Recently, I have been reading a lot regarding writing styles and mechanisms, and one that has resonated with me has been Show Vs Tell. It’s an simple enough construct, readers respond better to writing when they can experience the scene, not just read it.
‘Tell’ will give them the action and a catalog of emotions, while with ‘Show’ the character is the lens with which the reader experiences the scene for themselves.
“Peter was scared as he opened the door”
“Peter’s face was ashen, his breathing coming in ragged gasps. Uneasy, mouth and throat dry he pushed the aged paint chipped door to the dark and ancient bedroom open”
What is important in ‘Show’ is a strong use of verbs, allow the reader to become emotionally involved, not just tell them they should. This is achieved using expressive dialogue and an attention to detail in the scene.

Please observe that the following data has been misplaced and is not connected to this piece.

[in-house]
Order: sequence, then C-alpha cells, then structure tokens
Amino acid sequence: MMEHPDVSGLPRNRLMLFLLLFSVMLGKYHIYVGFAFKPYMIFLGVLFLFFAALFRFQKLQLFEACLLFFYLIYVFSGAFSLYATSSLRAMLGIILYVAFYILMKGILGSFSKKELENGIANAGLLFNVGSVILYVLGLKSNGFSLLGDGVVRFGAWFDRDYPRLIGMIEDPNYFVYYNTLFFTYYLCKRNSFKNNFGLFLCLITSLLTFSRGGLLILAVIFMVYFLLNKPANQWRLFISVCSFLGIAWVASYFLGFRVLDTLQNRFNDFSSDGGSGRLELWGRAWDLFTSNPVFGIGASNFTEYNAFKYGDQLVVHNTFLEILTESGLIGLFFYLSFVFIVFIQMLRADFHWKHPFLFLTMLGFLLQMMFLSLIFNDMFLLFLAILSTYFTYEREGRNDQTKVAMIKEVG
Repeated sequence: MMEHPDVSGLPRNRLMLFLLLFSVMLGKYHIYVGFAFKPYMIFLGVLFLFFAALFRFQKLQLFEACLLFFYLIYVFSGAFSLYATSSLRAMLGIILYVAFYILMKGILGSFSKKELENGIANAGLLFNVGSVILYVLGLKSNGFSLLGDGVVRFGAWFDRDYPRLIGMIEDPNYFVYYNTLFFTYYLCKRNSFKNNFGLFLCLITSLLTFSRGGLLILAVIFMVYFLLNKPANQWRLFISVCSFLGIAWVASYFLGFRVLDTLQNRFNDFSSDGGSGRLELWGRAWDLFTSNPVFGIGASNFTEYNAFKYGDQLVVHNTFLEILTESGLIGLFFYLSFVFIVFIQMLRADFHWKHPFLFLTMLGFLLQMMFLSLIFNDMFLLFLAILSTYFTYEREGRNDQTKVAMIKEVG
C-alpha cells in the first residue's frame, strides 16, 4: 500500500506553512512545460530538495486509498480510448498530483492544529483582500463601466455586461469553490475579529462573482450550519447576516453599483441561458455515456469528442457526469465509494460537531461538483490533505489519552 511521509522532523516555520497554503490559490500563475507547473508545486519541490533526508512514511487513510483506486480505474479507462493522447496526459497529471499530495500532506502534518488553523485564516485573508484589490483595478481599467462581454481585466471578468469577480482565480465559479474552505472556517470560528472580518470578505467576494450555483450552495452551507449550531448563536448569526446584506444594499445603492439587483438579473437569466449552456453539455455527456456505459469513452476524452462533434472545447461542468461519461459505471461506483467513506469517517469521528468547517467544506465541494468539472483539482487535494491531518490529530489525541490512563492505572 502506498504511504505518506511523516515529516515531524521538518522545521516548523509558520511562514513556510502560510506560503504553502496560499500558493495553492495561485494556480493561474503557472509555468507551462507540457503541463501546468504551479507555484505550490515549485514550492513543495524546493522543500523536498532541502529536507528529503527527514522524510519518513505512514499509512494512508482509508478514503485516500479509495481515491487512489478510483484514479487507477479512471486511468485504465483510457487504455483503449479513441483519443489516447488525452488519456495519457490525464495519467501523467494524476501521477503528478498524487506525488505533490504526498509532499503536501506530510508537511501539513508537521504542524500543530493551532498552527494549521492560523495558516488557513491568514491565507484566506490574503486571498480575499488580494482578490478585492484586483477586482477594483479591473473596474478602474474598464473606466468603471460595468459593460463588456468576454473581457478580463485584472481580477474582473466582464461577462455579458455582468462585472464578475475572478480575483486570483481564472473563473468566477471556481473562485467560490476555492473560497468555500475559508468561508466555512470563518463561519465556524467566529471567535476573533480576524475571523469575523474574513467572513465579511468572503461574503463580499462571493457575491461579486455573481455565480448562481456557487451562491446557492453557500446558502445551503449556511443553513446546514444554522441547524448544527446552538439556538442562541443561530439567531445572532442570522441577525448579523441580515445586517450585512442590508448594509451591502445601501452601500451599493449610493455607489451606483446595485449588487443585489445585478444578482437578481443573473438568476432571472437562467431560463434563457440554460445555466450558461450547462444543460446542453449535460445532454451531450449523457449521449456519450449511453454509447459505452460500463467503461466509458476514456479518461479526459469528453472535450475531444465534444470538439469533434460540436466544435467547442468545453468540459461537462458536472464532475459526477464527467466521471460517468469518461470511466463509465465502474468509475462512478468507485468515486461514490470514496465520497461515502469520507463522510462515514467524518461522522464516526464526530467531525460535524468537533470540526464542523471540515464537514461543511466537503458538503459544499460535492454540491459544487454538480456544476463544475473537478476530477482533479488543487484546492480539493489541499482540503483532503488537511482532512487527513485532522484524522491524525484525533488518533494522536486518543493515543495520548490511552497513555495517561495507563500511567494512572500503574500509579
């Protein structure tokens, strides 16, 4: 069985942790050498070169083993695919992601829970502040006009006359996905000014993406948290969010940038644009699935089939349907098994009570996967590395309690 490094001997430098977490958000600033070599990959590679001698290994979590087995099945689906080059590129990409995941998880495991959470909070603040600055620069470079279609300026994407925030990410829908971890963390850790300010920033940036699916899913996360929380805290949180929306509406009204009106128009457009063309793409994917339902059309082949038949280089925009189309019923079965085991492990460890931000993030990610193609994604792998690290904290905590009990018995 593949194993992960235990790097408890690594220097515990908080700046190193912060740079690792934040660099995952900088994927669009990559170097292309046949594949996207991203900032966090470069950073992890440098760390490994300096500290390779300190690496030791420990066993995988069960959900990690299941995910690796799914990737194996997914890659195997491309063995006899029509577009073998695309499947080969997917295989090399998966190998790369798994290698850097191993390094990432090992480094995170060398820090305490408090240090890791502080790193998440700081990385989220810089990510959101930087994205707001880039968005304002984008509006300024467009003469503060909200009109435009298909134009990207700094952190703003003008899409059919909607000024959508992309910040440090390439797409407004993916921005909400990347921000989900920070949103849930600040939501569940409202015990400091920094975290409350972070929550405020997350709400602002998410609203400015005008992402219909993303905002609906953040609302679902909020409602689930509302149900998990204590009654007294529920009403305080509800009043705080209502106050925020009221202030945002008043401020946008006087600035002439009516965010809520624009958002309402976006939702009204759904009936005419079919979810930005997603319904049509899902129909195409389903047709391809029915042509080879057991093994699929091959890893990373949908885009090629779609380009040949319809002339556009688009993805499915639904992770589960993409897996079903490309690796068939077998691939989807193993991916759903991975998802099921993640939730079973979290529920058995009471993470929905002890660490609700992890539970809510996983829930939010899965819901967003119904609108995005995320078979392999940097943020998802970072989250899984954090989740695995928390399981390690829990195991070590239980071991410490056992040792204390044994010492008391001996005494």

There are plenty of descriptions of Show Vs Tell out there and they give some examples, but I found them to be a little spare so I came wrote some ‘Show’ examples of my own (which are not perfect) which I thought may be useful to other people researching into this topic.
Tell: Lisa is a spoiled child.
Show: Lisa rips and shreds at the latest of the already many opened gifts with hungry excess. Inspected, it is soon discarded to the mountain of red, green and gold wrapping paper cocooning the floor around her, neglected like the others before it as she screamed out for more presents. Continue reading